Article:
Digest 06.25.2020: WV AG Primary Results | $3.6 M Misleading Advertising Settlement | AGs Seek Stay of Pipeline Injunction


Planning a Trip During the Pandemic? Add Reliability of Travel Agency to Your Worry List

  • Massachusetts AG Maura Healey sued online travel agency BookIt Operating, LLC, d/b/a, and its CEO (collectively “BookIt”) for allegedly knowingly collecting money from consumers for travel made impossible by COVID-19 in violation of the Massachusetts Consumer Protection Act.
  • The complaint alleges that, despite suspending its business in March 2020, BookIt continued to take payments from consumers for planned travel, did not forward those payments to the hotels and resorts that consumers booked thereby forcing some consumers to pay double for the same reservation, and has refused to issue refunds to consumers.
  • The complaint seeks injunctive relief, restitution, civil penalties, and attorneys’ fees and costs.

Attorneys General Bring Down the Hammer on Alleged Price Gougers

  • California AG Xavier Becerra sued pharmacist Katrin Golian, d/b/a RxAll Pharmacy, for allegedly selling KN95 masks at a 100% markup in violation of the Governor’s Executive Order on COVID-19 price gouging, which prohibits businesses from selling emergency-related items for more than 50% above the seller’s cost of purchase. A violation of the order is punishable by imprisonment and/or a $1,000 fine.
  • Ohio AG Dave Yost sued e-commerce sellers Marcus and Ellen Fultz, d/b/a Danielle’s on 2nd, for allegedly hoarding bottles of hand sanitizer and selling them at a markup between 242% and 1,017% the average cost for such products in violation of Ohio’s Consumer Sales Practices Act. The complaint seeks injunctive relief, restitution, civil penalties, and attorneys’ costs.

2020 AG Elections

West Virginia Primary Voters Choose a Democratic Nominee for AG

Consumer Protection

New York Takes a Second Bite: Debt Relief Company Pays Another $3.6 Million over Allegations of Settlement Breach

  • New York AG Letitia James reached a settlement with debt relief companies Freedom Debt Relief, LLC and Freedom Financial Network, LLC (collectively “FDR”) to resolve allegations that FDR used misleading advertising to attract consumers in violation of its obligations under a 2011 assurance of discontinuance it entered into with the New York AG’s office.
  • According to the AG’s office, under the terms of the 2011 assurance of discontinuance, FDR paid over $1.2 million and agreed to change a number of marketing practices to comply with state and federal law, including refraining from advertising certain savings its programs could help consumers achieve unless those savings were really achieved by the majority of consumers or unless it disclosed specifically which defined group of consumers achieved such savings. But FDR allegedly failed to comply with its advertising obligations, and the majority of its New York customers saw less than half of the savings FDR advertised.
  • Under the terms of the proposed consent order, FDR will pay $3.6 million to the AG’s office to be used for restitution, provide an electronic database of New York consumers eligible for restitution, and be subject to additional injunctive terms, including more stringent disclosure requirements.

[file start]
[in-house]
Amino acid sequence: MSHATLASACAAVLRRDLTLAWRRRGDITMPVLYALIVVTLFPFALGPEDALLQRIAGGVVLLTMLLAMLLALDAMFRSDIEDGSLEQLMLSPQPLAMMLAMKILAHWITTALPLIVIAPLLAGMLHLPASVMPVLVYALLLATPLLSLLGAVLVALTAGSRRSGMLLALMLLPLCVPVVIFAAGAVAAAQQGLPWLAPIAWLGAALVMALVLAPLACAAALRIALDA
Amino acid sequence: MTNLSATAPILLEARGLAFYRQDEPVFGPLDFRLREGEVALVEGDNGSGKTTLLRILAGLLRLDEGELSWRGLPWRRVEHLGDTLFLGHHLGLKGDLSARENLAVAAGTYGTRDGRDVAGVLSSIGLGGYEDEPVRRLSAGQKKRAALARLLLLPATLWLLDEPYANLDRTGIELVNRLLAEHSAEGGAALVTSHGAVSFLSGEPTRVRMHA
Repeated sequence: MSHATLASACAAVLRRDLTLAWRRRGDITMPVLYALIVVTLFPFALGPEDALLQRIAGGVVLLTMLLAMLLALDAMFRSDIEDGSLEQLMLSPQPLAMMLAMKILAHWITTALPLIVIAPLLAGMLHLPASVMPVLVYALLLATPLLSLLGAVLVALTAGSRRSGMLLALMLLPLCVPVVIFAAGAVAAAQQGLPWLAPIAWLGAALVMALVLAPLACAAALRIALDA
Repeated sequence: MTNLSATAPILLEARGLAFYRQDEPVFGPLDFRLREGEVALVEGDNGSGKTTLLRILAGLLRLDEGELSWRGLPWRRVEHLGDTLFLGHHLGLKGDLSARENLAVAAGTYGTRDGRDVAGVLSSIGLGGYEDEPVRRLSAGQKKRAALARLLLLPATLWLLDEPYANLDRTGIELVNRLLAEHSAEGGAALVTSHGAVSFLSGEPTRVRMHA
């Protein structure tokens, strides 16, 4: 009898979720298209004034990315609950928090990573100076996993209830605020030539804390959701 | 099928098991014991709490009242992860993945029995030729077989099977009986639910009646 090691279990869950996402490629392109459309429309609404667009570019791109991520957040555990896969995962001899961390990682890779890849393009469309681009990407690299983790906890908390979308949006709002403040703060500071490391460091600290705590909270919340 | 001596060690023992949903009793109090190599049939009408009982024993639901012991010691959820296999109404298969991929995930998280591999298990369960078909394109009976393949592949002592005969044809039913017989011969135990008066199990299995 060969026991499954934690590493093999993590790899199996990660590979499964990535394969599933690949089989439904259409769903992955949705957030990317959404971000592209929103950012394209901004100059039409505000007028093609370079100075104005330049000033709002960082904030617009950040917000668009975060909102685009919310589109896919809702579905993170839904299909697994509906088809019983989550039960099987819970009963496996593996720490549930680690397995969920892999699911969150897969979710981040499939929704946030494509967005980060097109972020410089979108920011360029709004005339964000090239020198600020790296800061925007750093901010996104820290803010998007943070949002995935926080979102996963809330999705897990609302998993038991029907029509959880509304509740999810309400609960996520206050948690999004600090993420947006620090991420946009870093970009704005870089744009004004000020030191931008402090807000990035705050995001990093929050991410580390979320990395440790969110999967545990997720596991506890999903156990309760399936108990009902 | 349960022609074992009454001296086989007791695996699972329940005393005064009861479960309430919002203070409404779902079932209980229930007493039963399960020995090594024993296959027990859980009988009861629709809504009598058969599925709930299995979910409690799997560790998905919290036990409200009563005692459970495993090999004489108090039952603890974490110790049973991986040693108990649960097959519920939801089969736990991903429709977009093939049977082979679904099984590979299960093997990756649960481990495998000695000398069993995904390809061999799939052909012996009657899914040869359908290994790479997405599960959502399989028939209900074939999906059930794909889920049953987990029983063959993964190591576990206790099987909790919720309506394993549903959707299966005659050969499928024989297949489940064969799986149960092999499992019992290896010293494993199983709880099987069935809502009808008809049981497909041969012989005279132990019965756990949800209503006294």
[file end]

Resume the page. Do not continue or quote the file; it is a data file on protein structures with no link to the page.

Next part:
18 Republican AGs Urge Supreme Court to Stay National Injunction on Energy Pipeline Permitting

  • 18 Republican AGs, led by Texas AG Ken Paxton and West Virginia AG Patrick Morrisey, filed an amicus brief in the U.S. Supreme Court in U.S. Corps of Engineers v. Northern Plains Resource Council, No. 19A1053, urging the Supreme Court to stay, pending appeal, a district court order vacating the U.S. Army Corps of Engineers’ Nationwide Permit 12 (“NWP-12”) as applied to construction of new oil and gas pipelines anywhere in the United States.
  • The brief argues that NWP-12 creates an efficient, cost-effective permitting process for energy infrastructure projects, including pipelines, which are critical to the economies of the amici states, and that the amici states will be negatively impacted by the application of the district court’s order nationwide. The brief notes that the original case involved a single pipeline and none of the parties sought a nationwide injunction for all oil and gas pipelines.
  • The brief argues that a stay is appropriate because, among other things, the district court’s order is likely to be overturned for being flawed and overbroad, and because an appeals court had already upheld a prior, substantially similar version of the permit.

Financial Industry

Massachusetts Attorney General to Mortgage Servicer: Play by the Rules or Pay a Steep Price

  • Massachusetts AG Maura Healey reached a settlement with mortgage servicing company Bayview Loan Servicing LLC (“Bayview”) to resolve allegations that it harassed homeowners in violation of the AG’s debt collection regulations.
  • According to the AG’s office, Bayview excessively called hundreds of homeowners about their late mortgage payments and failed to provide homeowners with the required written notice of their right to request a verification that the amount due on their mortgage is accurate.
  • Under the terms of the assurance of discontinuance, Bayview agreed to pay $565,000 to the Commonwealth, changed its business practices to comply with the AG’s debt collection regulations, and agreed to be monitored by the AG’s office for compliance with these regulations.